Expert Reviews

Test Drive: 2017 Volkswagen Touareg

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“I want something luxurious, but not too flashy. The Mercedes is too flashy for me.”

Launched in its second generation for 2011, that same model remains on sale today, positioned as a flagship VW utility vehicle that’s nothing short of niche-y.

It’s a real thing: some shoppers, including this family friend with a good bit of fundage to drop on a new SUV crossover, want to live the luxury motoring high-life, but don’t want to advertise it loudly to those with eyes on their ride. There’s a market – perhaps a small one, but a market nonetheless – for under-the-radar luxury. A sleeper luxury flagship. A premium ride that doesn’t shout for attention.

So, I put this family friend, after their first new vehicle, onto a model that pops quickly into my mind when I’m asked about not-so-flashy luxury crossovers: the Volkswagen Touareg.

The Touareg is getting old. Launched in its second generation for 2011, that same model remains on sale today, positioned as a flagship VW utility vehicle that’s nothing short of niche-y. With a starting price north of $50,000, it leaves most mainstream crossovers many thousands of dollars its lesser in entry pricing – spec one out with all the fancies for about $65,000, and you’re in the same pricing ballpark as an entry-level BMW X5 or Mercedes-Benz GLE.

Though it’s discreetly handsome, rugged and upscale, the Touareg’s timeless take on blocky handsomeness has aged well. It’s a total stud of a machine, and one that still looks fresh, distinctive, adventuresome and sophisticated today. It’s a quiet-looking thing to be sure, but still has a great presence on the road. After all – it’s a flagship model, not an entry-level luxury ute.

Like the body, the cabin has aged well too. Some of the controls and interfaces are old news, especially relating to the central command screen, which is neither as precise, colourful or responsive as most of its competition. Numerous controls, stalks and switchgear are familiar from older VW models, too.

But most notably, the well-aged cabin still manages to convey a sense of careful, thoughtful luxury in its own right. The beveled edges to the chrome-ringed instruments, and how those edges gracefully reflect light. The lustrous wood trim panels, separated from their surroundings by precisely angled aluminum trim. The careful, solid action of everything from the headlight dial, to the window controls, to the lid on the dash-mounted storage console. Everything feels substantial, and operates in silence. You picture engineers fiddling with latches and hinges and springs to get the feel just right. Close inspection still manages to showcase finer cabin details that luxury enthusiasts love.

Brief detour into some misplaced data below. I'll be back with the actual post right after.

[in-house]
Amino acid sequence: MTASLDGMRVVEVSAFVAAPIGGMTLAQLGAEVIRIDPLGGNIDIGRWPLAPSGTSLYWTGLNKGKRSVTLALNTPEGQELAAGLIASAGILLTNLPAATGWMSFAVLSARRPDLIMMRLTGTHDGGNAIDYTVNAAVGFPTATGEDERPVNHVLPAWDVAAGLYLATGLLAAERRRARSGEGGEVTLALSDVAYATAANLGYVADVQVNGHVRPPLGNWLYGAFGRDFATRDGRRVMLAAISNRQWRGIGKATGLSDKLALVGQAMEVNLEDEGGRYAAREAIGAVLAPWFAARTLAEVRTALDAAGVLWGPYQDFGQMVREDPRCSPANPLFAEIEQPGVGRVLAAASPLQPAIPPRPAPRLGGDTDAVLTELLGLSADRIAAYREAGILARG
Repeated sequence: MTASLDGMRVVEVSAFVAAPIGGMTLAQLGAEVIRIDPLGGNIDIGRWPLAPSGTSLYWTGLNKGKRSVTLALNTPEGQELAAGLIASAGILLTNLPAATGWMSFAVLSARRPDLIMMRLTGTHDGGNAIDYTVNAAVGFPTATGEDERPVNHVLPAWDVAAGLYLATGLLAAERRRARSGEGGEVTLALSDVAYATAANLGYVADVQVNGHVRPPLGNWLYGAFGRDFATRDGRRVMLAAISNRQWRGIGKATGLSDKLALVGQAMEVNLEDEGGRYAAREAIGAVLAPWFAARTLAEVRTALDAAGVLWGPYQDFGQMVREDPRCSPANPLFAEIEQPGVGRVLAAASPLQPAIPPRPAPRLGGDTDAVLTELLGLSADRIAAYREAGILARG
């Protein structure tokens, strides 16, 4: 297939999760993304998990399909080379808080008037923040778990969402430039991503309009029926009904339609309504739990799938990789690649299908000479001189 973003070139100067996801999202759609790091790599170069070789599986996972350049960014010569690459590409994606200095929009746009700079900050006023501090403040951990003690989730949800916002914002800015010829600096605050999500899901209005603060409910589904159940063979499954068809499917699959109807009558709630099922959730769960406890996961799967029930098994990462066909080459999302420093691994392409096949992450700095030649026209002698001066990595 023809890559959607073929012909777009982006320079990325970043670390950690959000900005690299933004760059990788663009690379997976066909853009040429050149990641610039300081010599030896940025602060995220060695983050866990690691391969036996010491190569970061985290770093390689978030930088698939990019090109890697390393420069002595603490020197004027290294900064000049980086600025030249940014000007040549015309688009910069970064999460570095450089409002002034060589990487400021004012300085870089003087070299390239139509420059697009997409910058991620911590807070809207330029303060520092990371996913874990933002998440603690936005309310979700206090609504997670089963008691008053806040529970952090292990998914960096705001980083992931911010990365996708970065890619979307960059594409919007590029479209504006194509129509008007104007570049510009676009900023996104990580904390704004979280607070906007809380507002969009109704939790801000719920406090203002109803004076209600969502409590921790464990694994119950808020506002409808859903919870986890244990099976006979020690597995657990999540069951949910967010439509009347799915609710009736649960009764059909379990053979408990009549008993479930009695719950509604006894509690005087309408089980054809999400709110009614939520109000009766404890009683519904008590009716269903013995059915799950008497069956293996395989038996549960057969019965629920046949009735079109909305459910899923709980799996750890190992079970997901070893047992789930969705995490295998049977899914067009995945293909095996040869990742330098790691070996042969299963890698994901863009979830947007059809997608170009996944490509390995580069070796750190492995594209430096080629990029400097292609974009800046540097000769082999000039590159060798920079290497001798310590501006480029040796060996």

That extra care taken to generate a strong luxury character in the cabin extends to the Touareg’s driving experience, too.

The suspension is tuned for a ride that’s a touch firm in the middle, but soft and creamy around the edges of the dampers. Most drivers will note ride quality to be soft and comfortable, but not squishy or unduly gelatinous. Touareg isn’t a machine designed to light one’s face on fire with cornering G-forces, but remains accepting of elevated cornering velocities when desired. The soft-edged suspension shines brightest on badly broken pavement – where the body undulates with control over the wheels, themselves maintaining controlled contact with rapidly changing surfaces beneath.

And all the while, you feel and hear the suspension doing its job, and maybe, appreciate how little of the pummeling and jarring from beneath the Touareg is making its way into the cabin. Ultimately, the ride and handling balance will prove well-matched to a driver primarily concerned with consistent comfort on rough in-town roads, and during lengthy highway cruises, more than those after a crossover that can do double duty as a sports car. Not to say the Touaraeg handles like a tarmac-bound porridge-glob – it’ll play ball if you want to push – but it impresses more when driven gently.